About 4 hours later and our brains were full of facts and all sorts, it was time to go diving. We jumped into the van and made the short trip to the small pool where we’d be having our first dive. There were only the two of us doing the Open Water, with one more was doing a Rescue Diver course (that looks exciting). We went to a small pool, 5m deep and located in the basement under a school shaped like the Disney castle.
I’ve decided I like diving. First thing we did in the pool was go over a few basic drills, then, much sooner than I expected, I was at 5m. It’s kinda like when you go for your first driving lesson and double take when the instructor says ‘OK, let’s pull out into the road’. But it was great fun. Before the end of the day I had learned to remove and clear my mask, achieve neutral buoyancy, fight off attacking sharks (kinda) and a whole bunch more. We finished about 9pm, which left me with a decision to make, head home or stay in Geumneung. I realised if I went home I’d just about have time to sleep five hours before making the marathon effort to get back for 9am the next day. It seemed like a bad plan. Russ invited me to join him for dinner and so the two of us went for Korean BBQ. A good few bottles of Soju later, discussion having included everything from diving and kayaking to secret societies and world power, we decided to call it a night. Russ recommended I stay at the local 찜질방 (Jimjabang) and gave me the tour before he headed home.
A Jimjabang in a kind of bath house. When you go in your given a locker and a set of clothes similar to hospital scrubs. But these are only for the mixed sex communal areas like the sleeping hall. The locker is for your clothes, all your clothes. That’s right, if you want to enjoy the Jimjabang, you do it in the buff. I won’t deny my initial trepidation at the idea. I like to think of myself as confident and open to new experiences, I guess this was the test. I dropped my boxers and went for it.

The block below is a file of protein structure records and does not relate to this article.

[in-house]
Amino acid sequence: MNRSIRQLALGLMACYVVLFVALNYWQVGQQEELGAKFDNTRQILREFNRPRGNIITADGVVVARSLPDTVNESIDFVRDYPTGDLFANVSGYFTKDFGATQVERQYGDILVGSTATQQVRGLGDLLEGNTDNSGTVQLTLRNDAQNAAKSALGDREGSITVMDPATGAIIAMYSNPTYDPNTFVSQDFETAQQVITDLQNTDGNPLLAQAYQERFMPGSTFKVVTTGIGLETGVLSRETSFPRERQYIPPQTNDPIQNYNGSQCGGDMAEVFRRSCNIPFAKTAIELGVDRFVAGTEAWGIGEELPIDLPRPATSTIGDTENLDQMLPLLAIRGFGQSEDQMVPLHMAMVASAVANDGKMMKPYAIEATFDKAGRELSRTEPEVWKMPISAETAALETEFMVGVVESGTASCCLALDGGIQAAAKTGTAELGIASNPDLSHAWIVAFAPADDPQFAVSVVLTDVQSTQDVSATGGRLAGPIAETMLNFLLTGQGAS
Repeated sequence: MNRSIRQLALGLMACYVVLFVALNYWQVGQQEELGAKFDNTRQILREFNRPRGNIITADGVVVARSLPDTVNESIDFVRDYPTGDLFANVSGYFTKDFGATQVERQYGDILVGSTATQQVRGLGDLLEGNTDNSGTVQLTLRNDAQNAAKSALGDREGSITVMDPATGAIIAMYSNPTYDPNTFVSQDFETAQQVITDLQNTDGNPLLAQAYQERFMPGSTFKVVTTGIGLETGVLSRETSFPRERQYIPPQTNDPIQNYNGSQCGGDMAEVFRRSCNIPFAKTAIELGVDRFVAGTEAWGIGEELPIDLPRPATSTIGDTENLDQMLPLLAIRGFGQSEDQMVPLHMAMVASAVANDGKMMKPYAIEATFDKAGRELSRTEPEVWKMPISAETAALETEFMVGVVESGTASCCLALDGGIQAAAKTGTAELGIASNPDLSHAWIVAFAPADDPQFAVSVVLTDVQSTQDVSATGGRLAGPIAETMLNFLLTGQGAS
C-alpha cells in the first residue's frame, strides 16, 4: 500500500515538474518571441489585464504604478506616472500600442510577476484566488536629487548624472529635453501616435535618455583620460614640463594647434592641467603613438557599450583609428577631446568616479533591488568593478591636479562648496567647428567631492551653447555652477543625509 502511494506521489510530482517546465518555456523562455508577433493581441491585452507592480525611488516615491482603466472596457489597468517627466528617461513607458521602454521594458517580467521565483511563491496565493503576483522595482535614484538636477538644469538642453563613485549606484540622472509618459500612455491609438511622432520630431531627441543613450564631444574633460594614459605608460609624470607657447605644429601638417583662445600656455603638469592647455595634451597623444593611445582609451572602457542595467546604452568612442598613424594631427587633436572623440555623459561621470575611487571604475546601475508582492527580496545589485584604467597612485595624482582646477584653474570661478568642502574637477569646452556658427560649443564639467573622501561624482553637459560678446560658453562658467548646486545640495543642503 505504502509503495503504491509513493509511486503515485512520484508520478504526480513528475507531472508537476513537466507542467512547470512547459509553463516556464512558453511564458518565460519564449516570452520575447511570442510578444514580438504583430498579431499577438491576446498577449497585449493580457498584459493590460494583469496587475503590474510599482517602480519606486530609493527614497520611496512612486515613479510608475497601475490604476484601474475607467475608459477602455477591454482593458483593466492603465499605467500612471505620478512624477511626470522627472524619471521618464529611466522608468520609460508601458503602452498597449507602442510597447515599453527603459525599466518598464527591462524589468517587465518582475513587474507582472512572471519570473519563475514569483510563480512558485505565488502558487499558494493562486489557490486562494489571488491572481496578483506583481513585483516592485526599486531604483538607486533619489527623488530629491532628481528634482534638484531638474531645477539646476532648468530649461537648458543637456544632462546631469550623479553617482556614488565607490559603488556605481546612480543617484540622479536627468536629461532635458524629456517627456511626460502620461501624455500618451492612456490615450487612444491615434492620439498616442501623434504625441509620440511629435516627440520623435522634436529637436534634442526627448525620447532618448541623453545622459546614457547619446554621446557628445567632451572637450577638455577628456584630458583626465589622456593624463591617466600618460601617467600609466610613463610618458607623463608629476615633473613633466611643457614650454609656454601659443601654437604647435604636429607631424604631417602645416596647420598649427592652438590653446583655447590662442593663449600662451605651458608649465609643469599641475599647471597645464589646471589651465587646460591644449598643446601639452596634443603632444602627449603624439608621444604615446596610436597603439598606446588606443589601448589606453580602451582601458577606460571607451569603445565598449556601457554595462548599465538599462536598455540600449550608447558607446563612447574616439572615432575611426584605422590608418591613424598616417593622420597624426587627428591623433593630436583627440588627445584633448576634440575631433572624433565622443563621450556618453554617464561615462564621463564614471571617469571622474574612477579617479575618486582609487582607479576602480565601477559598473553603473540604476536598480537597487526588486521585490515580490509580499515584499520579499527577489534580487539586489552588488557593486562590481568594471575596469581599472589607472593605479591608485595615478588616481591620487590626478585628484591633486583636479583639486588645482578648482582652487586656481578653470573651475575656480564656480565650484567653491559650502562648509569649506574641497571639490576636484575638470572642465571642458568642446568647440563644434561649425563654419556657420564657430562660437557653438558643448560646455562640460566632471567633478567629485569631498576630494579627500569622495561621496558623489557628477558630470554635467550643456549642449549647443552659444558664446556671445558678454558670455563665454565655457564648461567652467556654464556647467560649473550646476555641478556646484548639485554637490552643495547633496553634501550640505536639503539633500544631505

I’ve decided I also like Jimjabang’s. The slightly awkward feeling of walking round completely naked in a building full of other naked people quickly passed and I found that the only problem I had was making the decision between going to the sauna or hot baths. I stayed in the bath’s as long as I dared before deciding it was bed time, I had an early start the next day and I’d had more than a little Soju. My bed for the night was a mat on the heated floor of the communal sleeping space, a huge hall with about 100 people already sleeping. The mat looked uncomfortable, but I had one of the best night’s sleep in a long time. The next morning I got up, spent some time in the baths before heading back to Deep Blue Quest.
A few more hours and I was back in the pool. I completed all the required sections of the training that day, got them all signed off. The only thing now is to complete my Open Water dives in April. After the even session I had dinner with Russ, Shawn and another trainer before heading home, via Bupyeong and a big night out.
Altogether an awesome weekend. And its Chinese new year so I got Monday off work to recover. Now I’m just counting the days till my Open Water Course.
If you’re interested in learning to scuba dive in Korea (and I strongly recommend that you do) then I recommend Deep Blue Quest. Also, If you do decided to do it after reading this blog then please tell them you found the place through me, as they have a referral reward scheme. Just post below and I’ll tell them to expect your email.
To contact Deep Blue Quest go to http://www.deepbluequest.com/index.html